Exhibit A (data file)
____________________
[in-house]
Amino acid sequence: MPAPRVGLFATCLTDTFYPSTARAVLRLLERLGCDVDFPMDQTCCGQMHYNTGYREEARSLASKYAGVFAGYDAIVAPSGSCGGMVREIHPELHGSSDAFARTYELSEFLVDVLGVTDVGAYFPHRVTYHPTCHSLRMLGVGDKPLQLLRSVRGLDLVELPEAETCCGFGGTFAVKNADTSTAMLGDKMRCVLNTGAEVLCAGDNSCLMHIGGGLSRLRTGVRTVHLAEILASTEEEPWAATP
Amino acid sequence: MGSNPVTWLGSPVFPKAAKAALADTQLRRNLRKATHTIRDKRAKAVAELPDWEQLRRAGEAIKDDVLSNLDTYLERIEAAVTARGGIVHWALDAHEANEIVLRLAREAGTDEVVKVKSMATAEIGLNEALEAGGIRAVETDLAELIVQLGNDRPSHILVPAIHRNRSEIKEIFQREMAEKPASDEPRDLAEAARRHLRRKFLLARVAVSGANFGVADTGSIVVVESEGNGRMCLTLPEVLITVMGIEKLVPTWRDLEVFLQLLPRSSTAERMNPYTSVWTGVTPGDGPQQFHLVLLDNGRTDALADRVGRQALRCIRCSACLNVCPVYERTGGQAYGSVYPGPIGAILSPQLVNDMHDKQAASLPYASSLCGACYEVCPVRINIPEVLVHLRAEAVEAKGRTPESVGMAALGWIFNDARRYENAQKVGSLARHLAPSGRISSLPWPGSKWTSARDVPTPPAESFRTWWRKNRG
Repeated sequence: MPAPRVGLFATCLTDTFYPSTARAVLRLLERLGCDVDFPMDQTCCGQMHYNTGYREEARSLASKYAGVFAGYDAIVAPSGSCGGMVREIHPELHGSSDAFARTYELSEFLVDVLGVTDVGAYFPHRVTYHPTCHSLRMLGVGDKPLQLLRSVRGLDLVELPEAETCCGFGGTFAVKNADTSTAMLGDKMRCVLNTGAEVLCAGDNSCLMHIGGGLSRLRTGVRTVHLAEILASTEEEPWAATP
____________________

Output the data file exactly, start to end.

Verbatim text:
[in-house]
Amino acid sequence: MPAPRVGLFATCLTDTFYPSTARAVLRLLERLGCDVDFPMDQTCCGQMHYNTGYREEARSLASKYAGVFAGYDAIVAPSGSCGGMVREIHPELHGSSDAFARTYELSEFLVDVLGVTDVGAYFPHRVTYHPTCHSLRMLGVGDKPLQLLRSVRGLDLVELPEAETCCGFGGTFAVKNADTSTAMLGDKMRCVLNTGAEVLCAGDNSCLMHIGGGLSRLRTGVRTVHLAEILASTEEEPWAATP
Amino acid sequence: MGSNPVTWLGSPVFPKAAKAALADTQLRRNLRKATHTIRDKRAKAVAELPDWEQLRRAGEAIKDDVLSNLDTYLERIEAAVTARGGIVHWALDAHEANEIVLRLAREAGTDEVVKVKSMATAEIGLNEALEAGGIRAVETDLAELIVQLGNDRPSHILVPAIHRNRSEIKEIFQREMAEKPASDEPRDLAEAARRHLRRKFLLARVAVSGANFGVADTGSIVVVESEGNGRMCLTLPEVLITVMGIEKLVPTWRDLEVFLQLLPRSSTAERMNPYTSVWTGVTPGDGPQQFHLVLLDNGRTDALADRVGRQALRCIRCSACLNVCPVYERTGGQAYGSVYPGPIGAILSPQLVNDMHDKQAASLPYASSLCGACYEVCPVRINIPEVLVHLRAEAVEAKGRTPESVGMAALGWIFNDARRYENAQKVGSLARHLAPSGRISSLPWPGSKWTSARDVPTPPAESFRTWWRKNRG
Repeated sequence: MPAPRVGLFATCLTDTFYPSTARAVLRLLERLGCDVDFPMDQTCCGQMHYNTGYREEARSLASKYAGVFAGYDAIVAPSGSCGGMVREIHPELHGSSDAFARTYELSEFLVDVLGVTDVGAYFPHRVTYHPTCHSLRMLGVGDKPLQLLRSVRGLDLVELPEAETCCGFGGTFAVKNADTSTAMLGDKMRCVLNTGAEVLCAGDNSCLMHIGGGLSRLRTGVRTVHLAEILASTEEEPWAATP